the only thing different from a normal side is de dispinfo{} part. a lot of numbers, each corresponding to a point on your displacement and its altitude, alpha, offset and whatever is put here (usually more rows than just one, i edited the rest away).
Its a lot of work to repair these, so if you suspect an error here its best to just delete the entire dispinfo{} part.


The last bits are just sad, as small as they are
Code: Select all
cameras
{
   "activecamera" "0"
   camera
   {
      "position" "[442.285 552.537 316.251]"
      "look" "[440.549 551.6 315.232]"
   }
}
cordon
{
   "mins" "(99999 99999 99999)"
   "maxs" "(-99999 -99999 -99999)"
   "active" "0"
}

just two bits specifying camera's position and direction, and the settings of the cordon tools (as you can see: cordon tools are always there, but when you don't use them their size is bigger than your map. both of these parts are completely unnecessary.


I think that's enough to know for now, and I wish you all the luck if you read this because your map is broken or you want to try to make maps in notepad because you think hammer sucks balls.


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Postby BaRRaKID on Tue Apr 12, 2005 9:37 am

now let's those notepad made maps :P lo0l
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Clarification on side plane coordinates

Postby jeffjohnvol on Wed Jan 18, 2006 9:35 pm

the Plane coordinates have 3 positions in space that defines a plane. This plane can go to infinity. The other sides that have their planes defined defines a solid. Even though a cube may have 3 points in the plane definition that defines 3 of the 4 corners, it is coincidence. To find the other corner, you need a plane intersection algorithm. If anyone knows how to do this, I'd love to know. Its not as easy as it looks once the solid goes on an angle.
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Postby zombie@computer on Thu Jan 19, 2006 1:25 pm

yes, i know, its allmost mind-boggling how hard such an algorith would be
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Postby jeffjohnvol on Thu Jan 19, 2006 2:01 pm

zombie@computer wrote:yes, i know, its allmost mind-boggling how hard such an algorith would be


I researched it one time, and the math that was referenced was way beyond me. I know geometry, and I know calculus, but some of the math terminology along with the matrice manipulation gave me pause to even attempt it. I did find a site that had some interesting solutions for things similar to this at http://www.gamespp.com .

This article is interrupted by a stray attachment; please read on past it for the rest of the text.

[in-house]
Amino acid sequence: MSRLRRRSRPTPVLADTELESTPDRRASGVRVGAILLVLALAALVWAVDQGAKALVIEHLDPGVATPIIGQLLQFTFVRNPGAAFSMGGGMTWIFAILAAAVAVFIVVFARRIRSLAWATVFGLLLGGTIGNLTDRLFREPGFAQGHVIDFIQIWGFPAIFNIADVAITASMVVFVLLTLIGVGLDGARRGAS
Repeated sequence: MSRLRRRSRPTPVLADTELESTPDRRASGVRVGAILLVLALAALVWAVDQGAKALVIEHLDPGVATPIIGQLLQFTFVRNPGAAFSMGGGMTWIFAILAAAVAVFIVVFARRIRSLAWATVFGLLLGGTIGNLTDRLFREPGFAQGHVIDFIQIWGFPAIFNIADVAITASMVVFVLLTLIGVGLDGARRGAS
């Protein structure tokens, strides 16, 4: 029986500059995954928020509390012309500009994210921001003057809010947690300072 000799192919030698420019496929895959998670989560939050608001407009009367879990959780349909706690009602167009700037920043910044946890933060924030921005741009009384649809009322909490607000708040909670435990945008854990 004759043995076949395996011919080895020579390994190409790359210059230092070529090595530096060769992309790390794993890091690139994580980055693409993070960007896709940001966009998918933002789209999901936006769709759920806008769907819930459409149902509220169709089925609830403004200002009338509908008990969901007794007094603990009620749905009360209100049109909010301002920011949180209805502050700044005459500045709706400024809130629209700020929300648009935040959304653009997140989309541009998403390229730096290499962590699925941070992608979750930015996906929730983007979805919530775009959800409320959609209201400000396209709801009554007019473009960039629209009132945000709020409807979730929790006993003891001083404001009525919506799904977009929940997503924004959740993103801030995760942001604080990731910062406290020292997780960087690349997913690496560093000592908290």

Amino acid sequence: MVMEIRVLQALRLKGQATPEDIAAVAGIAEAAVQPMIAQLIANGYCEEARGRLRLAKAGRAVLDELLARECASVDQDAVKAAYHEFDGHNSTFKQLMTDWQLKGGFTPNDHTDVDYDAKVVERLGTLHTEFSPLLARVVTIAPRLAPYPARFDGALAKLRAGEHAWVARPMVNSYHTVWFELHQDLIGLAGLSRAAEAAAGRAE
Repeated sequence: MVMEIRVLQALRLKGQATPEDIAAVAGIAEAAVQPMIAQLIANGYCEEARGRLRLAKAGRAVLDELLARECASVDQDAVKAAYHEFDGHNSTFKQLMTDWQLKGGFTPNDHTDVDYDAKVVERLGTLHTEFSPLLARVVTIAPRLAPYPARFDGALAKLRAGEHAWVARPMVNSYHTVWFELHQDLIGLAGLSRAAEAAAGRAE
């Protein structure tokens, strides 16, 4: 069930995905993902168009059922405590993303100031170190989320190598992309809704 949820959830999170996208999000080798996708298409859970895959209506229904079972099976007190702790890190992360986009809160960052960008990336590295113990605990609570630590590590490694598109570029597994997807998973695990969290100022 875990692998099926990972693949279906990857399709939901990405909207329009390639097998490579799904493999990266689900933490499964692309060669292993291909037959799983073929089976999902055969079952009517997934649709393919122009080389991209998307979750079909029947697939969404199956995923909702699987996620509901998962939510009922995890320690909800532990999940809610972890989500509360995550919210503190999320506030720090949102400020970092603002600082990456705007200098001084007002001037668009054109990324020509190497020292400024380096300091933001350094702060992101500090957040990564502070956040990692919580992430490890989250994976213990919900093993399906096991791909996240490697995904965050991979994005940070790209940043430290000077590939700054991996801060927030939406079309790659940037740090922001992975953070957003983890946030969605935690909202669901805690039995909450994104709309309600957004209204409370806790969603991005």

Another point about the sides, if it is a pie shaped piece (pyramid or whatever), there would be fewer sides, but still 3 points per plane and the intersection algorithm would be what would determine the shape/corners.

Here is some more material: http://developer.valvesoftware.com/wiki ... tion#Plane
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Postby An1ken on Thu Mar 01, 2007 7:04 pm

Think of it if we didn't have GUI interfaces and needed to compile like this!!!!
Image

[color=red]One sig image please[/red]
I LOVE MAPPING!!:)
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Re: Understanding .VMF Files

Postby ThorSummoner on Mon Jul 12, 2010 11:20 pm

i sure hope your tutorial proves accurate, i haven't had time to read it yet but i intend to start into a rather ambitious project;
you may know of a program knows as Blender3d (http://www.blender.org),
Well my plan is to make maps in blender due to the recent hammer updates causing the interface to become intolerably slow.
My current idea stems from the idea of first importing a .vmf file to blender to see how blender will need to be handled to export .vmf, files without cashes.
I know this idea sounds fairly silly, but Blender has a limitless open interface, i can just use a Terra-gen script to make realistic land in seconds opposed to sculpting land by hand.
if there is any interest in helping me with this project,
please drop me an email at:
thorsummoner@live.com
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Re: Understanding .VMF Files

Postby coder0xff on Tue Jul 13, 2010 3:26 am

You could try one of the existing third party tools. Check out a program called microbrush 2. http://shrinker.beyond-veils.de/projects/Microbrush2/
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Re: Understanding .VMF Files

Postby jacc0s on Thu Jan 20, 2011 12:13 pm

Hi, I got this error "out of memory loading solids" error 7. Looked into your error list, and found you could replace .#INF
I checked my map and searched the line where it gave me the error. And saw a few brushes had #QNAN in its coordinates. So I replaced all the coordinates with a correct one and loaded the map it told me it couldn't load 1 solid. I looked around my map to see if it's anything missing. My roof apparently I stretched out a grouped brush and that caused the problem. It's all good now!

Edit:

My point was, I couldn't find this fix in your error list.
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Re: Understanding .VMF Files

Postby LordDz on Thu Oct 31, 2013 4:07 pm

Nothing says that you're hardcore more than coding in notepad.
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Re: Understanding .VMF Files

Postby SM Sith Lord on Sun Nov 03, 2013 1:58 pm

I wrote a console command once that would load a VMF (they are just KeyValues files) and extract all entities that were on a certain layer of the VMF, then spawn those entities in the current map at the same location. When I first opened the VMF in notepad and it actually loaded, I was so stoked.